The week after war was declared, there was a rising suspicion that there would soon be a large naval battle. Britain was the leading naval power in the world, and some believed that she could bring a quick end to the war if she could engage Germany in a naval battle. When all of the Canadian Atlantic ports, including Montreal, closed at the same time that the British ports closed, predictions of a naval battle became all the more persistent. Contributing to this suspicion was the fact that two Canadian Ships, the steamships Margaret and Canada, were being transferred to the naval service. Many other ships had also been placed on active service. There was no report of any action on the water though, and officials remained adamant that the port closures were carried out as a precaution. German cruisers were in the Atlantic and once they were removed ports would be opened again. Despite these assurances, predictions of a naval battle continued throughout August.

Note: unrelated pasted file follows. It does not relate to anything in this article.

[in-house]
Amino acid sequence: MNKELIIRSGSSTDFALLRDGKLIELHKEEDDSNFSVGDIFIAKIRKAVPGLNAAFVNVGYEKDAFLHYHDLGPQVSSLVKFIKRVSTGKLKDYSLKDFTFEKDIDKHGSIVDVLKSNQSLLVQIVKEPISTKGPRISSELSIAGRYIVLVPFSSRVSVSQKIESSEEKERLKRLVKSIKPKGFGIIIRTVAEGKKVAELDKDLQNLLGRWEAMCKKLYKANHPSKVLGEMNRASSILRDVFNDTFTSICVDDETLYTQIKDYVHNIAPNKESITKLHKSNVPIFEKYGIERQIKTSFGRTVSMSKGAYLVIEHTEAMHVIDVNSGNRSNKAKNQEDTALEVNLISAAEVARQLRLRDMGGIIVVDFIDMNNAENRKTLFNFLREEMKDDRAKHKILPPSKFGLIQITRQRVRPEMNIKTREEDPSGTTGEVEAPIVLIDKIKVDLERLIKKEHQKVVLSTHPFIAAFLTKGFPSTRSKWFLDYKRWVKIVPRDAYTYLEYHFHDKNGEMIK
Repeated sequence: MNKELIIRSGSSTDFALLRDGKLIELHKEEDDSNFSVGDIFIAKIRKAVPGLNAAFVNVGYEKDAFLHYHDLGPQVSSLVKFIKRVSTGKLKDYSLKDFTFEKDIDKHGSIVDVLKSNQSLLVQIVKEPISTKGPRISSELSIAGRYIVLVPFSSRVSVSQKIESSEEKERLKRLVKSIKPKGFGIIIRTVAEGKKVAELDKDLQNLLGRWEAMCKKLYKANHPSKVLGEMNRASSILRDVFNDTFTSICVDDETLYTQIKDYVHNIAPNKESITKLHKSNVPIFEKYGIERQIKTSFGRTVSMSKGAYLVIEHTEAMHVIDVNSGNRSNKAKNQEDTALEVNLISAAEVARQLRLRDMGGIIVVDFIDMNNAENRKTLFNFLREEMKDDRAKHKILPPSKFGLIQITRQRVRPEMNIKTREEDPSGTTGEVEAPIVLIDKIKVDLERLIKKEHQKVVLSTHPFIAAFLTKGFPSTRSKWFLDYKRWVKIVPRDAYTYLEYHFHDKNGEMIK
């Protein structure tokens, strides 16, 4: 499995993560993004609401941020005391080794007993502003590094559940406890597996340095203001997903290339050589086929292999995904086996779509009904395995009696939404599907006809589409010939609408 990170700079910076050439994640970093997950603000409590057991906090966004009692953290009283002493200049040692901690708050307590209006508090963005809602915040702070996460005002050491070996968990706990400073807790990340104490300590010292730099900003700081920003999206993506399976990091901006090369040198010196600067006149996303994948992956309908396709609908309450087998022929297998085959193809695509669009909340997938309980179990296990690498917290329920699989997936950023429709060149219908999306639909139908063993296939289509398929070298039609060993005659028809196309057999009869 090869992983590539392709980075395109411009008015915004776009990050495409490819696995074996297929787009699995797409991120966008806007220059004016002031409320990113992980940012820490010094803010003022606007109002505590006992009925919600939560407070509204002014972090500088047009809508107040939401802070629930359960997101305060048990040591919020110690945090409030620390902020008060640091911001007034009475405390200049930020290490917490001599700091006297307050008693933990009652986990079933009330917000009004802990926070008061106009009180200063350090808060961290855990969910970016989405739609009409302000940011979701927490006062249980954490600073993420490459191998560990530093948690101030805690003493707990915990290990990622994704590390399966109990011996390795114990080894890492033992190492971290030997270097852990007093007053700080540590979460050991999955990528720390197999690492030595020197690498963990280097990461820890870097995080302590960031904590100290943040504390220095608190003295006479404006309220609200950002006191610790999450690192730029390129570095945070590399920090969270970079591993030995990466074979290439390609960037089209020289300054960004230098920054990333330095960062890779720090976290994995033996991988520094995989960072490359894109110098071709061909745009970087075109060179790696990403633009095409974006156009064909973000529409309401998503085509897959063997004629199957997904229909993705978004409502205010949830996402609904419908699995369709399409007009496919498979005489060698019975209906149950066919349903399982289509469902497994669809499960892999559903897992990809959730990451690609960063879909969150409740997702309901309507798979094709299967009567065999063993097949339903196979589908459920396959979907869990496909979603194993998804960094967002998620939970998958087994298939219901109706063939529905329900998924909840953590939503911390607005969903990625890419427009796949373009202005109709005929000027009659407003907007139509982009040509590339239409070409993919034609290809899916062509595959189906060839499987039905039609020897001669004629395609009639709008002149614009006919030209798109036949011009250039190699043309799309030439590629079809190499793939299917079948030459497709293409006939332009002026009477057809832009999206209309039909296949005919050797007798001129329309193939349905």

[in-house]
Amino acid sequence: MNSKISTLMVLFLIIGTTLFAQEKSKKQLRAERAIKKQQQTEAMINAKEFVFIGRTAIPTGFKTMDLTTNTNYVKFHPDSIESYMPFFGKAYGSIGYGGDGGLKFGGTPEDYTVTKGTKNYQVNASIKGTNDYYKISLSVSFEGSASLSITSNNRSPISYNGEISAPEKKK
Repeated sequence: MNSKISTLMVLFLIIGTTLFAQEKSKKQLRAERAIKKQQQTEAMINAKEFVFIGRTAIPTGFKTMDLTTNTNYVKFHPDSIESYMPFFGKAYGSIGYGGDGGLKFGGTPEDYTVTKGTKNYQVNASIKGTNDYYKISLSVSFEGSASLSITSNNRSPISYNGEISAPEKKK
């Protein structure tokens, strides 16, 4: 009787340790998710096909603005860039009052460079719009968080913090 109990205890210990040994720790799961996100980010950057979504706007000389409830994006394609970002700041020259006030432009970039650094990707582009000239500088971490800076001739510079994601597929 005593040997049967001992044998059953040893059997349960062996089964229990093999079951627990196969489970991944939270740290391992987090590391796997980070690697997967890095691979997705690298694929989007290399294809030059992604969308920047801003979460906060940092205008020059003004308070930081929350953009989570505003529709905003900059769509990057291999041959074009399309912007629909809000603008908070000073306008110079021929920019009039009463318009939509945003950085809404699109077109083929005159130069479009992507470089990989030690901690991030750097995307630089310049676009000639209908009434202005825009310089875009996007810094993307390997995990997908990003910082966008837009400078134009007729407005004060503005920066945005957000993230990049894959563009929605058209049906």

(“Would Join Force,” Berlin Daily Telegraph, 11 August 1914; “What A Spoil,” Elmira Signet, 20 August 1914, “Now in Navy,” Hespeler Herald, 13 August 1914; Photo Origin: London Advertiser, 3 August 1914.)